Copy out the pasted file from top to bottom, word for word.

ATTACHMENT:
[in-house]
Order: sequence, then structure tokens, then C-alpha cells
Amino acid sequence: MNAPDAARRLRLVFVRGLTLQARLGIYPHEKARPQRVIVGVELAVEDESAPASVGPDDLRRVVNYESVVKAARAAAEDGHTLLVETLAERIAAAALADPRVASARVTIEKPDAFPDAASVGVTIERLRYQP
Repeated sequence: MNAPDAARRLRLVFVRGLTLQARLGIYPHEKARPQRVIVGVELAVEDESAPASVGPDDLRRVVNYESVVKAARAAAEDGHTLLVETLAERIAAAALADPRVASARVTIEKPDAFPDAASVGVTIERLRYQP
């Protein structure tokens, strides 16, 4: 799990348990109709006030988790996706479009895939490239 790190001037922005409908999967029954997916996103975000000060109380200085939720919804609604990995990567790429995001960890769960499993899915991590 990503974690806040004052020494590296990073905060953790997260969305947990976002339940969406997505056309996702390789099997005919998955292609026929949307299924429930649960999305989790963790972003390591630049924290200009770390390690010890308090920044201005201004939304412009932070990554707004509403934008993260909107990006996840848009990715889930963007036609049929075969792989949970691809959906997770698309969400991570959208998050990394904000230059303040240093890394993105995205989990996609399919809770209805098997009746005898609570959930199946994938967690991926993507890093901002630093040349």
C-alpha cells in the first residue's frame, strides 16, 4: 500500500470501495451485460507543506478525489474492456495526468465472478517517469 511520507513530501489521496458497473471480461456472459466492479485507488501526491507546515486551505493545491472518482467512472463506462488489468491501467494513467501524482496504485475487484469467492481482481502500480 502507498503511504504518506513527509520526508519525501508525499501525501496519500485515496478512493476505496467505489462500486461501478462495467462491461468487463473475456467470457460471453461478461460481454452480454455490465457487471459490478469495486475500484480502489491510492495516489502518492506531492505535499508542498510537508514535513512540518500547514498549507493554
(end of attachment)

[in-house]
Order: sequence, then structure tokens, then C-alpha cells
Amino acid sequence: MNAPDAARRLRLVFVRGLTLQARLGIYPHEKARPQRVIVGVELAVEDESAPASVGPDDLRRVVNYESVVKAARAAAEDGHTLLVETLAERIAAAALADPRVASARVTIEKPDAFPDAASVGVTIERLRYQP
Repeated sequence: MNAPDAARRLRLVFVRGLTLQARLGIYPHEKARPQRVIVGVELAVEDESAPASVGPDDLRRVVNYESVVKAARAAAEDGHTLLVETLAERIAAAALADPRVASARVTIEKPDAFPDAASVGVTIERLRYQP
């Protein structure tokens, strides 16, 4: 799990348990109709006030988790996706479009895939490239 790190001037922005409908999967029954997916996103975000000060109380200085939720919804609604990995990567790429995001960890769960499993899915991590 990503974690806040004052020494590296990073905060953790997260969305947990976002339940969406997505056309996702390789099997005919998955292609026929949307299924429930649960999305989790963790972003390591630049924290200009770390390690010890308090920044201005201004939304412009932070990554707004509403934008993260909107990006996840848009990715889930963007036609049929075969792989949970691809959906997770698309969400991570959208998050990394904000230059303040240093890394993105995205989990996609399919809770209805098997009746005898609570959930199946994938967690991926993507890093901002630093040349």
C-alpha cells in the first residue's frame, strides 16, 4: 500500500470501495451485460507543506478525489474492456495526468465472478517517469 511520507513530501489521496458497473471480461456472459466492479485507488501526491507546515486551505493545491472518482467512472463506462488489468491501467494513467501524482496504485475487484469467492481482481502500480 502507498503511504504518506513527509520526508519525501508525499501525501496519500485515496478512493476505496467505489462500486461501478462495467462491461468487463473475456467470457460471453461478461460481454452480454455490465457487471459490478469495486475500484480502489491510492495516489502518492506531492505535499508542498510537508514535513512540518500547514498549507493554